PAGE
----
Tucked inside a nondescript building in a residential neighborhood in northwest San Antonio is a little cafe. However, here the coffee doesn't come in Italian sizes, and the guests provide the music. Welcome to a memory cafe.
Mixed into the crowd are people with dementia and their caregivers. Carole White, director of the UT School of Nursing Caring for the Caregiver program, said this type of cafe designed to give these men and women a chance to relax and hang out, just like at a regular cafe.
"A memory cafe is meant to be a social event where people travelling the same journey can meet, have fun, learn from one another and often develop friendships."
On a day in mid-March, nearly two dozen people gathered in front of a young guitarist playing songs from past eras. Some of the elderly men and women sang along.
White said people gather at this cafe, set up in a conference room at Jefferson Outreach, once a month.
"Today we're doing music. We're singing songs,” White said. “Last month, we had an improv artist that was really beneficial for people learning to communicate with their loved ones who may have communication difficulties."
Sheran Rivette is a specialist in family caregiving with Caring for the Caregiver. She was a caregiver for her husband, and that experience informed her work with the memory cafe. She said safe, social experiences like those at the memory cafe are invaluable for both caregivers and those with dementia.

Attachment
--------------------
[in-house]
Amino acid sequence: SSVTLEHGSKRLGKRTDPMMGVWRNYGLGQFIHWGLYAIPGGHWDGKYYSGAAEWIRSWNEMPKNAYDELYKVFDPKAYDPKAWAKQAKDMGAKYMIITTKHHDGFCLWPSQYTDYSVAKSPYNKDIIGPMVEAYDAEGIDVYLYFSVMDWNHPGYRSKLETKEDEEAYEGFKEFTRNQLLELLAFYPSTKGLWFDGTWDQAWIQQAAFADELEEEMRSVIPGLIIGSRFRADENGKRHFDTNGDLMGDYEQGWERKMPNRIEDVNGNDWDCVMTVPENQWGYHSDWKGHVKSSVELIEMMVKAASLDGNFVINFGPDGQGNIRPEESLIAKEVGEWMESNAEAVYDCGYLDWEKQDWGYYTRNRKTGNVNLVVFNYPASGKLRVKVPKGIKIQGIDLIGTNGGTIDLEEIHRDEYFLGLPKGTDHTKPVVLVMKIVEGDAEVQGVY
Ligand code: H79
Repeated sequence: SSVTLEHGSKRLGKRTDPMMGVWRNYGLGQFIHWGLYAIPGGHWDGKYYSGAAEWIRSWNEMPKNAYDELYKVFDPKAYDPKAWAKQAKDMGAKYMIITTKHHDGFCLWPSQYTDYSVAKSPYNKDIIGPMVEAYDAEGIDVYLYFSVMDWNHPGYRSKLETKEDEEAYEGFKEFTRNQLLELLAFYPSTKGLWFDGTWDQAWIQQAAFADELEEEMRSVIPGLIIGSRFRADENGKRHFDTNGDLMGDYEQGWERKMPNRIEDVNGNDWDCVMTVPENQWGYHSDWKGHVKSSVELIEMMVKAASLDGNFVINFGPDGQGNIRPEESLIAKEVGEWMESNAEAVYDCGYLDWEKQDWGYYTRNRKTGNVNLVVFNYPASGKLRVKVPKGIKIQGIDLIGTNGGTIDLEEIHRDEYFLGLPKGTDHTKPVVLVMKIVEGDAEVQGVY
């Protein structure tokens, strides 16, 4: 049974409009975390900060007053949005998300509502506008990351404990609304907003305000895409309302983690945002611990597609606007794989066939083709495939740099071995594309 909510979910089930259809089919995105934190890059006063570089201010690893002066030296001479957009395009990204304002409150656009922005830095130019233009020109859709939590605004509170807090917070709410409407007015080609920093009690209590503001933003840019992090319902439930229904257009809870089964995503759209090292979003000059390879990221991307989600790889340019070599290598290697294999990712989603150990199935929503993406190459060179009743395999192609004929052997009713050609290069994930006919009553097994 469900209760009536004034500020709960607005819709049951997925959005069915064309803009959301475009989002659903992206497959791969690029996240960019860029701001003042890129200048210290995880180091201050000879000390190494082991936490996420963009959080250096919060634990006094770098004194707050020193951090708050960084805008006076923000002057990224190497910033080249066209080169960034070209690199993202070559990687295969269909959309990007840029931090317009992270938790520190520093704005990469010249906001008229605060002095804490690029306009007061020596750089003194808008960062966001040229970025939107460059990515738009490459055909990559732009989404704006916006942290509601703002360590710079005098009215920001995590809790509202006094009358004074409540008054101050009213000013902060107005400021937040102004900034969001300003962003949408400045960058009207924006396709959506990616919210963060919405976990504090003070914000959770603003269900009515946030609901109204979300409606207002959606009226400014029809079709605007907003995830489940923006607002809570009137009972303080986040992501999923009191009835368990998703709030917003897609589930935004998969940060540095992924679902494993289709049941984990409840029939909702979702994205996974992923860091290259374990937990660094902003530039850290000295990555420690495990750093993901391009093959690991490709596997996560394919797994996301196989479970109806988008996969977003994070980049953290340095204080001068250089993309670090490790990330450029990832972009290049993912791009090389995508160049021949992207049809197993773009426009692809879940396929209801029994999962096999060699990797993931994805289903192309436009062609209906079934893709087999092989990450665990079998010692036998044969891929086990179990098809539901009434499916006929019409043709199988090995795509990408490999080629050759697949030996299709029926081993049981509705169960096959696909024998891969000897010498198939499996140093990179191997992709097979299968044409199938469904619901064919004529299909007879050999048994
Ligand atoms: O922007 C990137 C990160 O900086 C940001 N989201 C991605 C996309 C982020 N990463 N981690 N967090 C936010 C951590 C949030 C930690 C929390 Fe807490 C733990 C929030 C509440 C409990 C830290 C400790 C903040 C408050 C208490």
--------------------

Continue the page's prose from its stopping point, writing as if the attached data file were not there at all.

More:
"The value of that is the contrast of being socially isolated, which happens so often to caregivers and the loved ones they're caring for, and that can lead to depression and isolation to a greater depth than you've ever known it," Rivette said.
On this day, city councilmember Ana Sandoval was at the cafe, singing along. Jefferson Outreach is in her district, but she said San Antonio has a large and growing older population, so the conversation about dementia must be citywide.
"To begin to take away the stigma,” Sandoval said. “Dementia is with us, right? Until there is a cure found for us, we will have community members with dementia. They should not be isolated. We should be able to interact with them."
Most of the strain of caring for Texans with dementia is borne by their spouses, children, and other family members. The Department of State Health Services says more than 1.4 million Texans were acting as unpaid caregivers in 2017, providing 1.6 billion hours worth of unpaid care.
Caregivers need support, and White said sometimes they need a little break. They get one at the cafe.
"It can be a time when they can be with their loved one and socialize and not worry about the challenges of care. They don't have to worry about maybe if there's some behavioral issues. It's a very inclusive environment where caregivers can relax. Where everyone is accepting," White said.
While the caregivers relax, Rivette said guests that are in various stages of cognitive decline can have a little fun.
"There are parts of the brain that are still so active and they can still be tapped into maybe with a game or a song as we sang today and bring back those words and that melody. It just uplifts us," Rivette said.
Uplifting those with dementia — and those who make up their support systems — is the goal of those at Caring for the Caregiver. They hope soon there will be memory cafes all over city, but until then, anyone with dementia and their caregivers are welcome at this one.